Zoukei-Mura 1/32 J7W1 Shinden Build Review
By Rob Pollock
|Date of Review||November 2013||Manufacturer||Zoukei-Mura Inc.|
|Kit Number||32001||Primary Media||Styrene|
|Pros||Best Shinden kit in any scale||Cons||See text|
|Skill Level||Experiened||MSRP (Yen)||¥9800 (under $120.00 USD)|
For a look at this kit out of the box, look here.
Here is Zoukei-Mura's J7W1 Shinden (Magnificent Lightning) in 1/32. For an aircraft that reached only prototype stage (the only remaining airframe languishing in pieces in the Smithsonian Museum), it has attracted a surprising level of interest from model manufacturers over the years. Zoukei-Mura themselves have recently released the Shinden in quarter-scale. (Click here for a look at our 1/32 J7W1 Shinden First Look)
The 1/32 version was reviewed here in December 2010, and the strengths of the kit were noted. Having built the kit, I concur that there are many fine details that nonetheless can still be further enhanced with judicial use of simple cables and wiring effects. A case in point is the engine, which builds into a wonderful mini-kit itself; there are several dozen parts. As well as wiring the engine, I also added further detail to the wheel wells, cockpit, and gun bays. There are now available several aftermarket sets to enhance detail across the scope of the build, but frankly I believe one would simply be 'gilding the lily'.
In promotional photographs, Z-M show the kit in its skeletal stage, with the frames, braces, and engine. This part of the build is in fact straight forward if the modeler exercises caution and patience, and the engineering associated with this early part of the build is first-rate. However, as noted by several modelers, the complex curvatures and inter-linking details of many of the panels can prove a frustrating modeling experience.
Because of the wealth of detail in the engine compartment and gun bays, I chose to leave off three panels, to better view the details beneath. Two of these panels would have dropped into place without issues, had I chosen to set them, because of the time I'd spent preparing them. That said, I had some difficulty reconciling panel-to-panel fit in other areas, even though individual units settled in their respective rebates well enough. It's paramount that the modeler follows the carpenter's mantra: measure twice, cut once. Patience and care applied to each panel should result in clean lines. The Cybermodeler rating of 'experienced' for this kit is correct.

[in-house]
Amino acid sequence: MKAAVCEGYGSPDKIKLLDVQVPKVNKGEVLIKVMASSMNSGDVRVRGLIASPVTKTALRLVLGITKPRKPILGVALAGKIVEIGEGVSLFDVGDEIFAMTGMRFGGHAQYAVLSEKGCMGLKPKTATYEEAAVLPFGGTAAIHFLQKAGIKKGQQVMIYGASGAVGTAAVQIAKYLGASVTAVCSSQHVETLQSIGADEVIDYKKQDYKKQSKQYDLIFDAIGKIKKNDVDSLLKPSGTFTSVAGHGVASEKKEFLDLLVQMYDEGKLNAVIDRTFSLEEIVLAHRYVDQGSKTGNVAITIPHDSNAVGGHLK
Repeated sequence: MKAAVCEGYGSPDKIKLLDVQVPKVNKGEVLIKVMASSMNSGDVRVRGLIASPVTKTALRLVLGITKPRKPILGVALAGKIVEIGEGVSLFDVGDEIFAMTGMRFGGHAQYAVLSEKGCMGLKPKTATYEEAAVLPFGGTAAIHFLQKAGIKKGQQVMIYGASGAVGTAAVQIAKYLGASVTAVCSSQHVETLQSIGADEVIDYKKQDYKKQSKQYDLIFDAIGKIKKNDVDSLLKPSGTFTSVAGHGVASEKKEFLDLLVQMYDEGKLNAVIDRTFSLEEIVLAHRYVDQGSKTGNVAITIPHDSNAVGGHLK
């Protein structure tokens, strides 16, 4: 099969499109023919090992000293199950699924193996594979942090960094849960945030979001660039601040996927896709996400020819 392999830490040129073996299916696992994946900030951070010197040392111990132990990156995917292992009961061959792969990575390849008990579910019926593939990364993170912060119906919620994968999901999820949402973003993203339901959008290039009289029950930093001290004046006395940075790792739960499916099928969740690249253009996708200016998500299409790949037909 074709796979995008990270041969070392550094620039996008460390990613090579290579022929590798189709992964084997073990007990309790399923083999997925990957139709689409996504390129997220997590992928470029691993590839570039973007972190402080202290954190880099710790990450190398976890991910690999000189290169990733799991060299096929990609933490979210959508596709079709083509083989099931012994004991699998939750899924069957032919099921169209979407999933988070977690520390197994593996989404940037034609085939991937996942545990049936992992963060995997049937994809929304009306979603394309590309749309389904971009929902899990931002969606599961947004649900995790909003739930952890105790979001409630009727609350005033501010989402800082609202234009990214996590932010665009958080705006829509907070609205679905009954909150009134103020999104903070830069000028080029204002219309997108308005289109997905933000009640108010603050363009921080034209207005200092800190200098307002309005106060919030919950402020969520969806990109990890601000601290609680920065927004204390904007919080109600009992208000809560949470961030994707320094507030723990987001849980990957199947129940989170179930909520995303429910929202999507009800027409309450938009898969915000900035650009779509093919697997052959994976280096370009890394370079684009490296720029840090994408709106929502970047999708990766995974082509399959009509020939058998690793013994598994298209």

For painting, I used White Ensign IJN grey underside, and the rest of the model was painted using Vallejo Olive Green with a touch of Vallejo Burnt Umber to take down the OG a little, with other details picked out as required. To note, the decals aren't good, which was a surprise and disappointment for a kit of this detail (and expense).
The Cybermodeler review referred to the kit instructions. These are in Japanese, with the occasional English word appearing at odd places (not necessarily helpfully). The instructions are diagrammatic, and while this should 'translate' into a universally understood set of instructions, it's not always the case. I used the Concept Notes #1 book (purchased separately), which was helpful in the explanation of certain details, and also included a walk-around of the Smithsonian airframe and a gallery of builds by Japanese modelers. Oddly, I noticed that some sections of the CN build differed from the kit instructions, but they got there in the end.
At a model show recently, where this build was on display, I overheard one modeler's comment to another, that, 'It's nice to see one of these actually finished!'
A great kit? Yes, in parts. The best Shinden? Yes, definitely.